Our data show that zircon at the Sakharjok deposit was formed in several stages of rock formation: magmatic, postmagmatic/hydrothermal, and metamorphic. Zircon of magmatic stage is represented by the inner zones of the heterogeneous crystals. The change of crystal habits indicates on the broad temperature interval of crystallization (900-500 ºC, according to J.P. Pupin (1980)), and two substages could be distinguished: the early magmatic (prismatic crystals) and late magmatic (dipyramidal crystals). The growth of the low temperature crystals of dipyramidal habit occurred in sufficiently consolidated environment that has caused the trapping of numerous inclusions. The formation of the porous zircon marks the postmagmatic/hydrothermal stage of the rock formation. During this stage the rapid growth of zircon has happened in the high-fluid conditions, and the mineral absorbed other phases like a sponge. The trapping of the numerous inclusions at rapid crystallization is confirmed by the experimental data (Krasnova, Petrov, 1997). Magmatic and postmagmatic zircons were subjected to intensive dissolution (irregular boundaries, disintegrated fragments) and recrystallization, forming the outer rims during the metamorphic stage. Despite of outer rims in heterogeneous crystals, the metamorphic zircon forms also the individual rhythmically zoned crystals (Fig. 1f).

The conclusion on multistage formation of zircon based on studying morphology and anatomy of its crystals is confirmed by chemical composition of zircon (Fig. 2). Magmatic stage is subdivided into two substages: early magmatic characterized with elevated ZrO2/HfO2 ratio (average 90) and late magmatic with moderate ZrO2/HfO2 ratio (average 63). Zircon of the postmagmatic/hydrothermal stage has the very low ZrO2/HfO2 ratio (average 29) and high admixtures of CaO (0.1-0.3 wt. %), Y2O3 (0.5-1.5 wt. %) and ThO2 (up to 1.5 wt. %). The successive decreasing of the ZrO2/HfO2 ratio at these stages is explained by evolution of the melt and of the postmagmatic fluids. The zircon of the metamorphic stage is characterized with averaged ZrO2/HfO2 ratio (45), similar to the same one from the nepheline syenite. The metamorphic zircon has very negligible U content, differing from the higher one in magmatic species, which is explained by selective removal of U by the metamorphic fluids. At a whole, the zircon from Sakharjok deposit is characterized by low contents of dangerous admixtures (f.e., U: 10-90 ppm, Th: 10-80 ppm) that is favorable for its wider industrial use.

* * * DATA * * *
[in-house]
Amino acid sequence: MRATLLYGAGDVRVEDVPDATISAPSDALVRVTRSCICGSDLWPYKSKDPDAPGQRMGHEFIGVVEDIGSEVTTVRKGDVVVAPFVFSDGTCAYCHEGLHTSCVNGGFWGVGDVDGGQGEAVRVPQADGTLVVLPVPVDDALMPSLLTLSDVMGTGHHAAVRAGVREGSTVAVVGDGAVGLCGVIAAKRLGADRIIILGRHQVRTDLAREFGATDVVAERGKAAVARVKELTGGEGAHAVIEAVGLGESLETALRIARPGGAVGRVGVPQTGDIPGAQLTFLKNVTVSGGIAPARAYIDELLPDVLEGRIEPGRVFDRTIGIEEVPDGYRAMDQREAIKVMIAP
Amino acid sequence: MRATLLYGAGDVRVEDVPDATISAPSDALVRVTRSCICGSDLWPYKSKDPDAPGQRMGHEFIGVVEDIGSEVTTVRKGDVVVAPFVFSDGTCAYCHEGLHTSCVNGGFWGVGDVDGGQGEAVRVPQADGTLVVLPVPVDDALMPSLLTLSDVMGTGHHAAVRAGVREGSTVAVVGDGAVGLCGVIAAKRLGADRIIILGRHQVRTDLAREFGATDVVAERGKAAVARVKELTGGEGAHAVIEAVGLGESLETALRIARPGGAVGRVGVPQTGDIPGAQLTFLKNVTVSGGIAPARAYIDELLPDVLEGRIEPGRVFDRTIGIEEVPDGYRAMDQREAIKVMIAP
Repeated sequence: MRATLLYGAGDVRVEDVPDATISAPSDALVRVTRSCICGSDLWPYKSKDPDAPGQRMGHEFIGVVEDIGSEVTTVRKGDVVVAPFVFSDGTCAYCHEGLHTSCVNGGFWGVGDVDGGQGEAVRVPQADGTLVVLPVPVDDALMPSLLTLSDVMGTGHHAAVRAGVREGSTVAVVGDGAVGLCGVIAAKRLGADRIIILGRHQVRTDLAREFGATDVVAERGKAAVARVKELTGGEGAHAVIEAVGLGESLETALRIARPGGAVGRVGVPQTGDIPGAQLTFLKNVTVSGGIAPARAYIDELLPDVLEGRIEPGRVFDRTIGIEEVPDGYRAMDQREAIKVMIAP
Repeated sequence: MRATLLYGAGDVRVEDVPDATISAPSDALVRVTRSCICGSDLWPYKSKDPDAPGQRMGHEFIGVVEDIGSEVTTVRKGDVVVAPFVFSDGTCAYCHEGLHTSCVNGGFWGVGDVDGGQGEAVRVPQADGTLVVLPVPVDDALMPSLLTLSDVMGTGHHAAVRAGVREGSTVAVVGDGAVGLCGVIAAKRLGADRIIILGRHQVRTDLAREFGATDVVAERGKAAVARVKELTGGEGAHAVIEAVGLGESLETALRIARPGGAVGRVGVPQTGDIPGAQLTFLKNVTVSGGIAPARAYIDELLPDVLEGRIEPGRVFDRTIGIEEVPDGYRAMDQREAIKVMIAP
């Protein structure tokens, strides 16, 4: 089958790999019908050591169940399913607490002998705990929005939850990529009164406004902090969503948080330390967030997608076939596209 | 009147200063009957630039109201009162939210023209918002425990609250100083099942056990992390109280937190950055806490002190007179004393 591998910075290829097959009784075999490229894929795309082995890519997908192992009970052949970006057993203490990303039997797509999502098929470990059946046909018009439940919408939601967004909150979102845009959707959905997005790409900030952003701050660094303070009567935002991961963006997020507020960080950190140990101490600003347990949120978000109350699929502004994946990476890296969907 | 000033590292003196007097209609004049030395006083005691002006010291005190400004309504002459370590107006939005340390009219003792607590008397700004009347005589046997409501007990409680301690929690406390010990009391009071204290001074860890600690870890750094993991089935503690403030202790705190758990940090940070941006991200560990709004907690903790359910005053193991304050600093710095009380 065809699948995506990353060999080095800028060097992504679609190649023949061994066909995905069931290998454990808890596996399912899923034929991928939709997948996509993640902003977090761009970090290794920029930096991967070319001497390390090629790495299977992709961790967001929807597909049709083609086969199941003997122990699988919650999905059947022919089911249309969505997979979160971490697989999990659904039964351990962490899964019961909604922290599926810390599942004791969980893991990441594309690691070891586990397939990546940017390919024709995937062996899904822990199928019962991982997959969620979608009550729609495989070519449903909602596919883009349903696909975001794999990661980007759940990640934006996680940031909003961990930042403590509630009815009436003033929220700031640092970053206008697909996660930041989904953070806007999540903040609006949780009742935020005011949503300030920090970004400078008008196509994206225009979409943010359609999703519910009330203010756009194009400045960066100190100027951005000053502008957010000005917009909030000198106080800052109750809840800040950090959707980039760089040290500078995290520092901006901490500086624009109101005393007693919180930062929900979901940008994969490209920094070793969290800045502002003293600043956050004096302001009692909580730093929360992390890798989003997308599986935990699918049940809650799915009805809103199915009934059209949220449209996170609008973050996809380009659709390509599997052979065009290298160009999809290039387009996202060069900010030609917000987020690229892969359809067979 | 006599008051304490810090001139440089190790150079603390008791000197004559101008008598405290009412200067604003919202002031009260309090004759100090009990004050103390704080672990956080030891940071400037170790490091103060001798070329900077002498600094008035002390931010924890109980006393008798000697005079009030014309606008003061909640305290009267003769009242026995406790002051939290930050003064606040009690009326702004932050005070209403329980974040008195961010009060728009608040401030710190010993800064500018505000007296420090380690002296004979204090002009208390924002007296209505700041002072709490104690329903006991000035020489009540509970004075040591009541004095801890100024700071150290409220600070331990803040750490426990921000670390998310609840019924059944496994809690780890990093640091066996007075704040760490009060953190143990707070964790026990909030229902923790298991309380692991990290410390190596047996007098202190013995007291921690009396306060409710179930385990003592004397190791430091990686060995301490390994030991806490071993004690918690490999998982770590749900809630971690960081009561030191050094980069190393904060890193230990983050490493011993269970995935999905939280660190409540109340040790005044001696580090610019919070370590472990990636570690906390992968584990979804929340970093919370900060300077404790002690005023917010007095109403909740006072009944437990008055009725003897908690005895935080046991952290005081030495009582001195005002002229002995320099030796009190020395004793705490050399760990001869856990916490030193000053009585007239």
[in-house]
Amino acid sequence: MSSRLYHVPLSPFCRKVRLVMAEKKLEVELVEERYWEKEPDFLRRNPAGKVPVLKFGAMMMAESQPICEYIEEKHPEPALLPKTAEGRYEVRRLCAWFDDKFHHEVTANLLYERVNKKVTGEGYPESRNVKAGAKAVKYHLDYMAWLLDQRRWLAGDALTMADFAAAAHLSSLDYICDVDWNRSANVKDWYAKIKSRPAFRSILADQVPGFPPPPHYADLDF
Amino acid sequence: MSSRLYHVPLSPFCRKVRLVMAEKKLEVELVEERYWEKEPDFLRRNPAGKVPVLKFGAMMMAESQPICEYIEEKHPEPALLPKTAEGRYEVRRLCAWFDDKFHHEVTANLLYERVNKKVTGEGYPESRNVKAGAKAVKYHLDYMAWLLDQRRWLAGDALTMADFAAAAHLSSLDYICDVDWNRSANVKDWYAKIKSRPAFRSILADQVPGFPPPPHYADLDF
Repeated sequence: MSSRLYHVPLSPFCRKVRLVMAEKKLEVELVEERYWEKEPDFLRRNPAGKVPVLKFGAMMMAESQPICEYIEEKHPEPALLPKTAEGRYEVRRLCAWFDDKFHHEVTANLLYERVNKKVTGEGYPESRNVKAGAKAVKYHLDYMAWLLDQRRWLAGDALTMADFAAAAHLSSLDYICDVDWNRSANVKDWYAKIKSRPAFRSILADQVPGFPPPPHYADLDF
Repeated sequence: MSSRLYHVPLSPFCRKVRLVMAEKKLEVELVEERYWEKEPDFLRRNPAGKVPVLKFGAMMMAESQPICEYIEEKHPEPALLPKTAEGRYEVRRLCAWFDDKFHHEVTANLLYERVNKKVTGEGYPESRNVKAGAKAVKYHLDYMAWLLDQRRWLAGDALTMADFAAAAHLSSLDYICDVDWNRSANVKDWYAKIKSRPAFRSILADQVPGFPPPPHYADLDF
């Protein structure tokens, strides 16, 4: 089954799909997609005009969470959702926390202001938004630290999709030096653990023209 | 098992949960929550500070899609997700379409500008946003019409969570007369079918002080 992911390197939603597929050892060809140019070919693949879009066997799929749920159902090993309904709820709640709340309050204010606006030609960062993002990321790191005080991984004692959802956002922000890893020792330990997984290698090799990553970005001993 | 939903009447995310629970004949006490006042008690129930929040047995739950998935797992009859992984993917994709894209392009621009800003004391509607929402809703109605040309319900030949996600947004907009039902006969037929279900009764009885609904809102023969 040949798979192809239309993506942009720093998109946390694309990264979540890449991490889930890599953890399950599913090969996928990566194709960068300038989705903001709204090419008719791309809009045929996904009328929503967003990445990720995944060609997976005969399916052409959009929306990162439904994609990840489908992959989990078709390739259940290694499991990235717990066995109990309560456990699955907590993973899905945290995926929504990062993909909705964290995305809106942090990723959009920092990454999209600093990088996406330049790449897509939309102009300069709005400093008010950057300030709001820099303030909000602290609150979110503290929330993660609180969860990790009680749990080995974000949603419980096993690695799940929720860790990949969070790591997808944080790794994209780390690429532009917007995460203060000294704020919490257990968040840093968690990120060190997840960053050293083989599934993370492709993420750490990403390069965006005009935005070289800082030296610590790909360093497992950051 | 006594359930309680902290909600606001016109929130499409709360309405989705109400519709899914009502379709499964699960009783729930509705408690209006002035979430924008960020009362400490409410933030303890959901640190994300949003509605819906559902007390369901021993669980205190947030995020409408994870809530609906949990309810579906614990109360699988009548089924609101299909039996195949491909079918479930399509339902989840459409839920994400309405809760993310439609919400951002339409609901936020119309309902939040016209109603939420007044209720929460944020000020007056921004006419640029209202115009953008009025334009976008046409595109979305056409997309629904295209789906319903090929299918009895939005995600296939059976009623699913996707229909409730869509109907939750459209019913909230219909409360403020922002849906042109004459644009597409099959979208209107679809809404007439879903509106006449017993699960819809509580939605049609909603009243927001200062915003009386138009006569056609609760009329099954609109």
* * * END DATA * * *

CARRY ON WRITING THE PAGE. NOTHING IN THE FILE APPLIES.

It is concluded that zircon of the Sakharjok Zr-Y-REE deposit has been formed at a broad temperature interval for a long time (ca. 800 Ma) during the all stages of the deposit formation (magmatic, postmagmatic/hydrothermal, metamorphic).

Fig. 1. REM photos of zircon (a, b, d, e BSE; c, f CL). Arrow indicates the porous zone in zircon from pegmatite in nepheline syenite.


image description

Fig. 2. ZrO2-HfO2 diagram for zircon from the nepheline syenites of the Sakharjok deposit: 1 inner zones of early magmatic prismatic crystals (squares), 1b - inner zones of late magmatic dipyramidal crystals (diamonds), 2 inner porous parts of postmagmatic/hydrothermal crystals, 3 outer rims of heterogeneous zircons of different morphogenetic types (transparent symbols) and individual rhythmically zoned crystals (crosses) of metamorphic stage. Triangles inner zones of zircons from pegmatites.


The study was fulfilled under the frame of project 66 of RAS and Bulgarian Academy of Sciences scientific cooperation. The work was partly supported by RFBR, project 08-05-00324.



Krasnova N.I., Petrov T.G. Genesis of individual and aggregated minerals. St-Petersburg: Nevskiy Kurer, 1997. 228p.

Pupin J.P. Zircon and granite petrology // Contribs. Miner. and Petrol. 1980. V. 73. 3. P. 207-220.